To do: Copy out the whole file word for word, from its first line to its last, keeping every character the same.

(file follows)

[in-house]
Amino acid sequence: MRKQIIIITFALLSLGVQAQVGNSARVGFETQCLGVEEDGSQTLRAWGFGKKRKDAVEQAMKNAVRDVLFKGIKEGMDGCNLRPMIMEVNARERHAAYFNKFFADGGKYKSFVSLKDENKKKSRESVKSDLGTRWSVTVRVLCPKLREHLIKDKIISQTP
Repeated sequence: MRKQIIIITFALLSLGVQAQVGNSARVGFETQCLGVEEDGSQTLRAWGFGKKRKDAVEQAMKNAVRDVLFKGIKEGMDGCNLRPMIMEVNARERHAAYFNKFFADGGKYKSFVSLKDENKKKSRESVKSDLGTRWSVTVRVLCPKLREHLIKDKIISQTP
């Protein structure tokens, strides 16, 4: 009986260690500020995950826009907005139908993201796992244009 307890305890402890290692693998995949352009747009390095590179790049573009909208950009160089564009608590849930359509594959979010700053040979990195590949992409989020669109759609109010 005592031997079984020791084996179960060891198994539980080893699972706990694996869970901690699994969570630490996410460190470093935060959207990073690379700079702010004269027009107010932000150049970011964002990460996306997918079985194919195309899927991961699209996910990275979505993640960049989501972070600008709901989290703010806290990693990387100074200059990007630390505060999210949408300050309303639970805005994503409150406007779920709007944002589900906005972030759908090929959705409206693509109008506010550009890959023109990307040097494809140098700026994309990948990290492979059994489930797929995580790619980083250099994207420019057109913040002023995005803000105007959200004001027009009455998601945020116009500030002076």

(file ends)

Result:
[in-house]
Amino acid sequence: MRKQIIIITFALLSLGVQAQVGNSARVGFETQCLGVEEDGSQTLRAWGFGKKRKDAVEQAMKNAVRDVLFKGIKEGMDGCNLRPMIMEVNARERHAAYFNKFFADGGKYKSFVSLKDENKKKSRESVKSDLGTRWSVTVRVLCPKLREHLIKDKIISQTP
Repeated sequence: MRKQIIIITFALLSLGVQAQVGNSARVGFETQCLGVEEDGSQTLRAWGFGKKRKDAVEQAMKNAVRDVLFKGIKEGMDGCNLRPMIMEVNARERHAAYFNKFFADGGKYKSFVSLKDENKKKSRESVKSDLGTRWSVTVRVLCPKLREHLIKDKIISQTP
């Protein structure tokens, strides 16, 4: 009986260690500020995950826009907005139908993201796992244009 307890305890402890290692693998995949352009747009390095590179790049573009909208950009160089564009608590849930359509594959979010700053040979990195590949992409989020669109759609109010 005592031997079984020791084996179960060891198994539980080893699972706990694996869970901690699994969570630490996410460190470093935060959207990073690379700079702010004269027009107010932000150049970011964002990460996306997918079985194919195309899927991961699209996910990275979505993640960049989501972070600008709901989290703010806290990693990387100074200059990007630390505060999210949408300050309303639970805005994503409150406007779920709007944002589900906005972030759908090929959705409206693509109008506010550009890959023109990307040097494809140098700026994309990948990290492979059994489930797929995580790619980083250099994207420019057109913040002023995005803000105007959200004001027009009455998601945020116009500030002076």